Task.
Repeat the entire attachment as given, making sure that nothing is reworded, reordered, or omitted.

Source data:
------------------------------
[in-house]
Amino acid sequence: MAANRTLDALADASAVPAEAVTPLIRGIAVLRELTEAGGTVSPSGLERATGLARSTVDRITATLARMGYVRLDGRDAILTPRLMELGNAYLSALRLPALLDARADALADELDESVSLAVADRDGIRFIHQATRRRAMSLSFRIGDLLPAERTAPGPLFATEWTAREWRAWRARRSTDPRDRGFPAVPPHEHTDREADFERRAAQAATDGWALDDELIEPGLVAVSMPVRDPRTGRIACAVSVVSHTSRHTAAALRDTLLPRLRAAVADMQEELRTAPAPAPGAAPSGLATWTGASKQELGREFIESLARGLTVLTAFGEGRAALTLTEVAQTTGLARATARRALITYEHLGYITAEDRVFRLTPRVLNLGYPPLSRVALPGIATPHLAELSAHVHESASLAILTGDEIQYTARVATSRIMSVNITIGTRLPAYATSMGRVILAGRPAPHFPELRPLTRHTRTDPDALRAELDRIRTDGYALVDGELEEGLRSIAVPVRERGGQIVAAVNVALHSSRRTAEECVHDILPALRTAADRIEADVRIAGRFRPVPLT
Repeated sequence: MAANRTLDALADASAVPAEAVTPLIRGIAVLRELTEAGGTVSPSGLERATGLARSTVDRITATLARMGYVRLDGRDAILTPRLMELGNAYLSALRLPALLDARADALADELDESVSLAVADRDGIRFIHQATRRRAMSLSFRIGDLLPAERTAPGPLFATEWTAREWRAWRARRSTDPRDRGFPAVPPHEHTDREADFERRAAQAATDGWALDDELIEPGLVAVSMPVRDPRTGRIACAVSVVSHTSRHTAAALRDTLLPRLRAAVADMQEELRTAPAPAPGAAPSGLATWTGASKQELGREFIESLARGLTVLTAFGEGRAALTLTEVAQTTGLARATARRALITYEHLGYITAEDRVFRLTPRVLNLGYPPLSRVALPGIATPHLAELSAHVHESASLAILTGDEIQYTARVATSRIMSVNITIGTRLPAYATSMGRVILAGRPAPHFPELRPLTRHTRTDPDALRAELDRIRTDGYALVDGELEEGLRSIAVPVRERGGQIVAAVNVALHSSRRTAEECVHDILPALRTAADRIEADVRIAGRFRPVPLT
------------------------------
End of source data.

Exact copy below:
[in-house]
Amino acid sequence: MAANRTLDALADASAVPAEAVTPLIRGIAVLRELTEAGGTVSPSGLERATGLARSTVDRITATLARMGYVRLDGRDAILTPRLMELGNAYLSALRLPALLDARADALADELDESVSLAVADRDGIRFIHQATRRRAMSLSFRIGDLLPAERTAPGPLFATEWTAREWRAWRARRSTDPRDRGFPAVPPHEHTDREADFERRAAQAATDGWALDDELIEPGLVAVSMPVRDPRTGRIACAVSVVSHTSRHTAAALRDTLLPRLRAAVADMQEELRTAPAPAPGAAPSGLATWTGASKQELGREFIESLARGLTVLTAFGEGRAALTLTEVAQTTGLARATARRALITYEHLGYITAEDRVFRLTPRVLNLGYPPLSRVALPGIATPHLAELSAHVHESASLAILTGDEIQYTARVATSRIMSVNITIGTRLPAYATSMGRVILAGRPAPHFPELRPLTRHTRTDPDALRAELDRIRTDGYALVDGELEEGLRSIAVPVRERGGQIVAAVNVALHSSRRTAEECVHDILPALRTAADRIEADVRIAGRFRPVPLT
Repeated sequence: MAANRTLDALADASAVPAEAVTPLIRGIAVLRELTEAGGTVSPSGLERATGLARSTVDRITATLARMGYVRLDGRDAILTPRLMELGNAYLSALRLPALLDARADALADELDESVSLAVADRDGIRFIHQATRRRAMSLSFRIGDLLPAERTAPGPLFATEWTAREWRAWRARRSTDPRDRGFPAVPPHEHTDREADFERRAAQAATDGWALDDELIEPGLVAVSMPVRDPRTGRIACAVSVVSHTSRHTAAALRDTLLPRLRAAVADMQEELRTAPAPAPGAAPSGLATWTGASKQELGREFIESLARGLTVLTAFGEGRAALTLTEVAQTTGLARATARRALITYEHLGYITAEDRVFRLTPRVLNLGYPPLSRVALPGIATPHLAELSAHVHESASLAILTGDEIQYTARVATSRIMSVNITIGTRLPAYATSMGRVILAGRPAPHFPELRPLTRHTRTDPDALRAELDRIRTDGYALVDGELEEGLRSIAVPVRERGGQIVAAVNVALHSSRRTAEECVHDILPALRTAADRIEADVRIAGRFRPVPLT